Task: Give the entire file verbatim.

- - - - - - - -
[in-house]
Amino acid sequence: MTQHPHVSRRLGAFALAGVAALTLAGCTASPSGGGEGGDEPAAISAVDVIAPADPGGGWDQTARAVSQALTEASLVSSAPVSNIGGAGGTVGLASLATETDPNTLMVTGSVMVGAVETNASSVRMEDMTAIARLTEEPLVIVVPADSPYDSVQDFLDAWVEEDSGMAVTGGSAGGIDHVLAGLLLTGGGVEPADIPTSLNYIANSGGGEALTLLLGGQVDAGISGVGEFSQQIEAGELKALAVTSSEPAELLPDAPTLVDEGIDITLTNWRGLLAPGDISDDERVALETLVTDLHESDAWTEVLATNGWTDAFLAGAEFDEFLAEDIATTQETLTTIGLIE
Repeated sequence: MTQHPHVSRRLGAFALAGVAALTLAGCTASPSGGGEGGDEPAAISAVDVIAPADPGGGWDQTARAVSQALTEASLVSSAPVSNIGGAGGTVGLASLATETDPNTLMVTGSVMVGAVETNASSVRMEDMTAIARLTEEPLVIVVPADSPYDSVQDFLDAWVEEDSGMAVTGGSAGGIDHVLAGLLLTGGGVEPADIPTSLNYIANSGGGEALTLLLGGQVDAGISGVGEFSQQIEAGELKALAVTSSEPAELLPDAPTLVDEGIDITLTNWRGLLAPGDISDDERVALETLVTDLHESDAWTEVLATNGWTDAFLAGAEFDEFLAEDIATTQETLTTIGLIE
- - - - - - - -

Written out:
[in-house]
Amino acid sequence: MTQHPHVSRRLGAFALAGVAALTLAGCTASPSGGGEGGDEPAAISAVDVIAPADPGGGWDQTARAVSQALTEASLVSSAPVSNIGGAGGTVGLASLATETDPNTLMVTGSVMVGAVETNASSVRMEDMTAIARLTEEPLVIVVPADSPYDSVQDFLDAWVEEDSGMAVTGGSAGGIDHVLAGLLLTGGGVEPADIPTSLNYIANSGGGEALTLLLGGQVDAGISGVGEFSQQIEAGELKALAVTSSEPAELLPDAPTLVDEGIDITLTNWRGLLAPGDISDDERVALETLVTDLHESDAWTEVLATNGWTDAFLAGAEFDEFLAEDIATTQETLTTIGLIE
Repeated sequence: MTQHPHVSRRLGAFALAGVAALTLAGCTASPSGGGEGGDEPAAISAVDVIAPADPGGGWDQTARAVSQALTEASLVSSAPVSNIGGAGGTVGLASLATETDPNTLMVTGSVMVGAVETNASSVRMEDMTAIARLTEEPLVIVVPADSPYDSVQDFLDAWVEEDSGMAVTGGSAGGIDHVLAGLLLTGGGVEPADIPTSLNYIANSGGGEALTLLLGGQVDAGISGVGEFSQQIEAGELKALAVTSSEPAELLPDAPTLVDEGIDITLTNWRGLLAPGDISDDERVALETLVTDLHESDAWTEVLATNGWTDAFLAGAEFDEFLAEDIATTQETLTTIGLIE